4.There are subjects that we feel compelled to return to, too. Our fourth City Limits about Solutions for a better future explored the divisive issues that impact on city culture – and still do. We analysed five cities around the world and what they are doing to reduce the damage done by the negative effects of gentrification: sustainable, affordable and community-led initiatives.


5.And of course we talk to people. Lots of people. In 2019, we interviewed Millennial Volunteers to find out what the new generation of volunteers care about, and what motivates them to give up their time: like Courtnee – who gives her time to the Hackney Night Shelter and speaks to a resurgence in volunteering in the UK – and who lives by the motto, ‘be the change you want to see’.



6.Our cities have seen a lot of change since we began the series – no more so than the last three following the pandemic. Yet research for our sixth issue on Retail Therapy in 2021 led us to heartening stories. One of this was how local has become so important, so we spoke to retailers in cities across APAC to hear what lessons ‘big’ brands can learn from the ‘little’ guys.


7.The City Limits series is made with input from all our specialisms. In the fifth issue about the City At Night, our semiotics team looked at how a city cloaked in darkness provides a whole new world of signs and symbols for brands to play with, and the team decoded the semiotics of the night – mythical adventures, heightened senses and the cloak of darkness – used in campaigns.


8.We know that music is the cultural life blood of cities – but there is nuance to that. Back in 2021, the seventh issue explored how second tier cities create music scenes in Durban, Hobart and China’s ancient city of Xi’an – highlighting the challenger spirit of smaller cities, and how it’s where a new sound can size contributes to the way it can embed itself quickly.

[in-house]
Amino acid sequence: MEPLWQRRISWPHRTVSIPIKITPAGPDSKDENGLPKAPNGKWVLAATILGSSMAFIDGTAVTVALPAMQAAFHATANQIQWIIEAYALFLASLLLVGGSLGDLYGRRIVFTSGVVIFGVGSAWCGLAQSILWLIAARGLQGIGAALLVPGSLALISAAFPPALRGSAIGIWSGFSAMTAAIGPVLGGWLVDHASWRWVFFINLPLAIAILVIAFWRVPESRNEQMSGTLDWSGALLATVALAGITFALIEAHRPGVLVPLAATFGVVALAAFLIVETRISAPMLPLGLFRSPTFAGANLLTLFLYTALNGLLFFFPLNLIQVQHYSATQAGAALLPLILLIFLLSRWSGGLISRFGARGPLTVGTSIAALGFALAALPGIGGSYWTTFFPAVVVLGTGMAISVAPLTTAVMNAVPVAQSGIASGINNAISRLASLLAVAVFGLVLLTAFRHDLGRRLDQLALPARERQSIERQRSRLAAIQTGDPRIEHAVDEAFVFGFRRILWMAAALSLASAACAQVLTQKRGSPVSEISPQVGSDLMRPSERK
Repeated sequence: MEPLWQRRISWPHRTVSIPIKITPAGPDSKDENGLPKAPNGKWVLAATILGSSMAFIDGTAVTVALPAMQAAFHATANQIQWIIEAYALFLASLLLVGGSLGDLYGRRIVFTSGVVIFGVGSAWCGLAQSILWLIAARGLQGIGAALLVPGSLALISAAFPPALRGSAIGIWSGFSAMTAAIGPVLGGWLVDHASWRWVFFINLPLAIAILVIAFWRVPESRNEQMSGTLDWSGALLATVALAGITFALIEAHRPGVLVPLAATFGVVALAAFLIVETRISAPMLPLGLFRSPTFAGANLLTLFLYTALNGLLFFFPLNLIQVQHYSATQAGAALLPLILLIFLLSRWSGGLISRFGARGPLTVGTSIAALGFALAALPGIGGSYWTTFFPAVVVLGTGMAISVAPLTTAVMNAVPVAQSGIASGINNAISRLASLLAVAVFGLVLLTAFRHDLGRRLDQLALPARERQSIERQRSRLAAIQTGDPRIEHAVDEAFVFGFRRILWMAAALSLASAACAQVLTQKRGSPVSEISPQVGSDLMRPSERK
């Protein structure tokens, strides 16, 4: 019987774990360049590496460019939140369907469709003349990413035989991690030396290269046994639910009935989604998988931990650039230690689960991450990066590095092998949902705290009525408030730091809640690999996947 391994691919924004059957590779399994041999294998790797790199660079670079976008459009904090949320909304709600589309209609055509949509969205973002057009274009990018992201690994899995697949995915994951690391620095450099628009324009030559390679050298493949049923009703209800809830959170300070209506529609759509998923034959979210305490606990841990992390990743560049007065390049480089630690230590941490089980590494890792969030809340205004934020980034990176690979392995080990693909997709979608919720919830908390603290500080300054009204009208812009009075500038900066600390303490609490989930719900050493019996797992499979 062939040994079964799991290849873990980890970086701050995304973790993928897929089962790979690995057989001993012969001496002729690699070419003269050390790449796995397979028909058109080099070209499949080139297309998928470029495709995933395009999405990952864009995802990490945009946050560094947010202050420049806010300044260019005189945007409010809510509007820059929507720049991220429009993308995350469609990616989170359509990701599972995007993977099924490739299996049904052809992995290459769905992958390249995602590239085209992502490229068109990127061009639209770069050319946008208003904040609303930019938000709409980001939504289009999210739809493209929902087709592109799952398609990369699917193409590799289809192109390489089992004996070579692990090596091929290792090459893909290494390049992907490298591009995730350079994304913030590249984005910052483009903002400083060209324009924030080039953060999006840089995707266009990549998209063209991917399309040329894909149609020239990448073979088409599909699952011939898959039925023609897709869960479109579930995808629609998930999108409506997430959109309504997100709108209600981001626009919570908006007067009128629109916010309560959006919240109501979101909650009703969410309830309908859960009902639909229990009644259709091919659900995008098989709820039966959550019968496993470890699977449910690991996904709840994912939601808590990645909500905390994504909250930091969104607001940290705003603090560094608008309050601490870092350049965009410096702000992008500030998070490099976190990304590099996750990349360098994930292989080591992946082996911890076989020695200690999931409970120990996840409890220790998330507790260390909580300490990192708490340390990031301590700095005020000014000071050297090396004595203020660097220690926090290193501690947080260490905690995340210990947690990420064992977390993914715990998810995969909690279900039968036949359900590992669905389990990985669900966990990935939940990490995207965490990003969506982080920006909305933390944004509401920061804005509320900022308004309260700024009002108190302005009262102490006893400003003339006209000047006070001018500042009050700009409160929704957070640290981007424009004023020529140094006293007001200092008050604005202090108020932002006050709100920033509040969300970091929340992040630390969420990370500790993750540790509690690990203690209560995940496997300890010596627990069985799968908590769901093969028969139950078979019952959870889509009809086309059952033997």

9.In the eighth issue on Destination Cities (May 2021), we felt ready to take some stock on city experiences during the pandemic. One of our stories was about a brief window in the summer of 2021, when city dwellers found themselves ambling through the empty rooms of world-class galleries that normally pack in thousands of tourists a day. We asked: what are the lasting effects of this eerie interlude?




Cities are continually recreated by the people who live in them, and our ninth issue on Super Food told this through looking at how urban diasporas use the culture of food to create their home from home. And what drinks reveal about the spirit of cities around the world – from Cologne to La Crosse.


Thanks for reading, we’ve certainly enjoyed making these reports. And are excited to see where we’ll end up next…

Our outputs and stories are made to inspire and invite. It’s just one of the ways we create culturally charged commercial advantage. Contact to learn more.